So 2014 is some mixture of a mess and n/a, but Tiger could be taking an entirely different approach following last year's five-win, majorless season. Wins at Torrey, Doral, and Bay Hill didn't do much for him at Augusta last year, and this year's results should have the same effect. The first few months appear to be more of trial phase than last year's start.
The year-to-year, day-to-day Tiger Woods -- The Machine -- probably left us for good in 2008, when his first major injury ended his season in June after a U.S. Open win. The spate of injuries, more than any sort of swing experiment or changes, are the biggest reason for Woods vacillating from "most predictable, most animated" to the unpredictability of 2014. The back spasms that flared up on Sunday appeared last August at the Barclays, when Woods said he slept on a soft hotel mattress and then spent the week wincing, including the Sunday dramatics coming into the clubhouse:
The back issue crept up again in October at the Presidents Cup, where Woods winced some more during Sunday singles. And then on Sunday at the Honda, following two months of barely playing and an offseason spent bulking up, Woods had to quit on the 13th hole with the same back spasm problem. The back threatens his ability to succeed this year and into the future more than the knee problems, which he said on Wednesday he could always play through even though it "hurt like hell." Here's Tiger on how this recurring problem is different, and probably more concerning:
The will to win hasn't changed. It's physically, am I able to do it. There are times when I've learned this through the injuries that I've had. A bad back is something that is no joke.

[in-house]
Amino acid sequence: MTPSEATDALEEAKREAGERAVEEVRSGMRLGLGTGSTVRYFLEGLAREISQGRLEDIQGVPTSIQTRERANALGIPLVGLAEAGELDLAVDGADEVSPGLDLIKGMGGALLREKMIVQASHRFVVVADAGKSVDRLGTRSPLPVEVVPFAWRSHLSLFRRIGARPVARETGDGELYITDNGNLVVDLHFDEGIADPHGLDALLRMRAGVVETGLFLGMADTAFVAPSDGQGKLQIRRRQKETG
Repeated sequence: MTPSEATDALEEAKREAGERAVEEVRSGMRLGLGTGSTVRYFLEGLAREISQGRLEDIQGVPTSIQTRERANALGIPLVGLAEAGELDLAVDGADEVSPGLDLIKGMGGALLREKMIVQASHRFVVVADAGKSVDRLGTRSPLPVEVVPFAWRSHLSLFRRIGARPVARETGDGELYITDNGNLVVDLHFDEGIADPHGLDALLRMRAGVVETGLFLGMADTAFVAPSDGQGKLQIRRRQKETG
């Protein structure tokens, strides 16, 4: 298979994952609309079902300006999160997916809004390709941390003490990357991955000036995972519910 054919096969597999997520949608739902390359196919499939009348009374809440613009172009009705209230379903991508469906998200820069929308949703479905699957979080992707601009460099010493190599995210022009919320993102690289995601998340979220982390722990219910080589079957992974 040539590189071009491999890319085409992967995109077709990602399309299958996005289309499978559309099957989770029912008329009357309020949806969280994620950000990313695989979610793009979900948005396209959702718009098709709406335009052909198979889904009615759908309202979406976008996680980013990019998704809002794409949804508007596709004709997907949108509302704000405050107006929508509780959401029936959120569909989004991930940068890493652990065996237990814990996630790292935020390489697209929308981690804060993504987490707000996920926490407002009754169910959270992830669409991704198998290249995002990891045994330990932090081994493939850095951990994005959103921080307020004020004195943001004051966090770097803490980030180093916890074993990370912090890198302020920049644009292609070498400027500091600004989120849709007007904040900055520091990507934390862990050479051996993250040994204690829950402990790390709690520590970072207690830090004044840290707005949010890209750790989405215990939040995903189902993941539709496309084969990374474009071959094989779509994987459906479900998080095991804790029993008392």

When I had my injuries over the years, it was always after impact. So it's fine; the ball's gone. It's going to hurt like hell, but the ball's gone. So I can do my job and deliver the club and deliver the final moment to the ball and hit the shot I want to hit. It's just going to hurt like hell afterwards. I played that way for years. But with the back, it's a totally different deal. There are certain moments, certain movements you just can't do. That's one of the things I've started to learn about this type of injury; it's very different.
Tiger added that it was getting "absurd" on Sunday when he couldn't twist and the ball had the potential to go 100 yards in either direction (which we saw on just the third hole of the day).
Now, after four days of treatment, Woods starts the week on a redesigned Doral he's never played before, hitting nothing but chips and putts the last two days. At first, this year's inconsistent form in limited appearances seemed almost by design as Woods tested some things out. This week is unpredictable for an entirely different but familiar reason for the No. 1 player in the world: his health. Will his back hold up through four rounds after not taking a full swing all week? Maintaining the narrative of 2014 so far, no one has any idea what to expect from the game's once inevitable force.